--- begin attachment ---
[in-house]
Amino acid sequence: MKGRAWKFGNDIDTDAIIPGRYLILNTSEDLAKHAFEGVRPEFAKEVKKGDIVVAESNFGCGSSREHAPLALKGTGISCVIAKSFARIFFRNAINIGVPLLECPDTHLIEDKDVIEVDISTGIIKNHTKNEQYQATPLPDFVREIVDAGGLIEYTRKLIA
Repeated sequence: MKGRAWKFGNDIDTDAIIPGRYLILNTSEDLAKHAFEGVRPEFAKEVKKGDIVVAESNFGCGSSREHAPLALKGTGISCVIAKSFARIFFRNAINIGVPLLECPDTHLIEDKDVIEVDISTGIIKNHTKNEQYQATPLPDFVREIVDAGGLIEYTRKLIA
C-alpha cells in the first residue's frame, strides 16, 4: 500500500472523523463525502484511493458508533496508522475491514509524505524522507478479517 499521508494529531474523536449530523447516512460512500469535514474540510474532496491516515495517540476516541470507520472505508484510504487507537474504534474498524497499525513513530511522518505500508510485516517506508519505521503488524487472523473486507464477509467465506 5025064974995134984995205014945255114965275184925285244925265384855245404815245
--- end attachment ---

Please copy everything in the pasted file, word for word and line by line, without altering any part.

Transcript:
[in-house]
Amino acid sequence: MKGRAWKFGNDIDTDAIIPGRYLILNTSEDLAKHAFEGVRPEFAKEVKKGDIVVAESNFGCGSSREHAPLALKGTGISCVIAKSFARIFFRNAINIGVPLLECPDTHLIEDKDVIEVDISTGIIKNHTKNEQYQATPLPDFVREIVDAGGLIEYTRKLIA
Repeated sequence: MKGRAWKFGNDIDTDAIIPGRYLILNTSEDLAKHAFEGVRPEFAKEVKKGDIVVAESNFGCGSSREHAPLALKGTGISCVIAKSFARIFFRNAINIGVPLLECPDTHLIEDKDVIEVDISTGIIKNHTKNEQYQATPLPDFVREIVDAGGLIEYTRKLIA
C-alpha cells in the first residue's frame, strides 16, 4: 500500500472523523463525502484511493458508533496508522475491514509524505524522507478479517 499521508494529531474523536449530523447516512460512500469535514474540510474532496491516515495517540476516541470507520472505508484510504487507537474504534474498524497499525513513530511522518505500508510485516517506508519505521503488524487472523473486507464477509467465506 5025064974995134984995205014945255114965275184925285244925265384855245404815245